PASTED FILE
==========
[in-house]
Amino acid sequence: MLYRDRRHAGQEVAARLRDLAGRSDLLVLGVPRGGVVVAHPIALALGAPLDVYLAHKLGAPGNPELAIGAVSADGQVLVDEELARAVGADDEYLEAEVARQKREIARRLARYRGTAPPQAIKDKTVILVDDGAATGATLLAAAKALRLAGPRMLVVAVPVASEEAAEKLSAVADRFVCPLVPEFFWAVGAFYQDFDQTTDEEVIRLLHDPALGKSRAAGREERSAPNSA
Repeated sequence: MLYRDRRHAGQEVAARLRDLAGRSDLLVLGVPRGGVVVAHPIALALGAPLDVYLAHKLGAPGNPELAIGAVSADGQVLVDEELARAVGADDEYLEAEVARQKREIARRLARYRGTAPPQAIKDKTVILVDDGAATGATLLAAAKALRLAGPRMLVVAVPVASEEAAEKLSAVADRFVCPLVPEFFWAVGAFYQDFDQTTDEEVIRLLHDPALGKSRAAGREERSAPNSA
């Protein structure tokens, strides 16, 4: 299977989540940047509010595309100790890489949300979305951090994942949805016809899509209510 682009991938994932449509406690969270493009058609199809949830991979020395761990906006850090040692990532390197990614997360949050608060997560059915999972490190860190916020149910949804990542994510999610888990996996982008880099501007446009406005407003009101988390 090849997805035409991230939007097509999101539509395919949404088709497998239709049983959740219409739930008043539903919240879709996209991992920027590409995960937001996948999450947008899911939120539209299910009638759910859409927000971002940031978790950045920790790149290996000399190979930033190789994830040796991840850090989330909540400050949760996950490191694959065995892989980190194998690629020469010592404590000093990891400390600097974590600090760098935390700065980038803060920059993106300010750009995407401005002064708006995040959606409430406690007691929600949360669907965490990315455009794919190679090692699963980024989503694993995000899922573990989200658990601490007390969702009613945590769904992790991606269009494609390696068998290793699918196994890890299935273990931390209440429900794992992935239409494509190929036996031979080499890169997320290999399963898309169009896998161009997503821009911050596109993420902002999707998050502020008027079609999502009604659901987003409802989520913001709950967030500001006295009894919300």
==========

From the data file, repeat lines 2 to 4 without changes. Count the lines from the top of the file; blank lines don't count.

Amino acid sequence: MLYRDRRHAGQEVAARLRDLAGRSDLLVLGVPRGGVVVAHPIALALGAPLDVYLAHKLGAPGNPELAIGAVSADGQVLVDEELARAVGADDEYLEAEVARQKREIARRLARYRGTAPPQAIKDKTVILVDDGAATGATLLAAAKALRLAGPRMLVVAVPVASEEAAEKLSAVADRFVCPLVPEFFWAVGAFYQDFDQTTDEEVIRLLHDPALGKSRAAGREERSAPNSA
Repeated sequence: MLYRDRRHAGQEVAARLRDLAGRSDLLVLGVPRGGVVVAHPIALALGAPLDVYLAHKLGAPGNPELAIGAVSADGQVLVDEELARAVGADDEYLEAEVARQKREIARRLARYRGTAPPQAIKDKTVILVDDGAATGATLLAAAKALRLAGPRMLVVAVPVASEEAAEKLSAVADRFVCPLVPEFFWAVGAFYQDFDQTTDEEVIRLLHDPALGKSRAAGREERSAPNSA
């Protein structure tokens, strides 16, 4: 299977989540940047509010595309100790890489949300979305951090994942949805016809899509209510 682009991938994932449509406690969270493009058609199809949830991979020395761990906006850090040692990532390197990614997360949050608060997560059915999972490190860190916020149910949804990542994510999610888990996996982008880099501007446009406005407003009101988390 090849997805035409991230939007097509999101539509395919949404088709497998239709049983959740219409739930008043539903919240879709996209991992920027590409995960937001996948999450947008899911939120539209299910009638759910859409927000971002940031978790950045920790790149290996000399190979930033190789994830040796991840850090989330909540400050949760996950490191694959065995892989980190194998690629020469010592404590000093990891400390600097974590600090760098935390700065980038803060920059993106300010750009995407401005002064708006995040959606409430406690007691929600949360669907965490990315455009794919190679090692699963980024989503694993995000899922573990989200658990601490007390969702009613945590769904992790991606269009494609390696068998290793699918196994890890299935273990931390209440429900794992992935239409494509190929036996031979080499890169997320290999399963898309169009896998161009997503821009911050596109993420902002999707998050502020008027079609999502009604659901987003409802989520913001709950967030500001006295009894919300």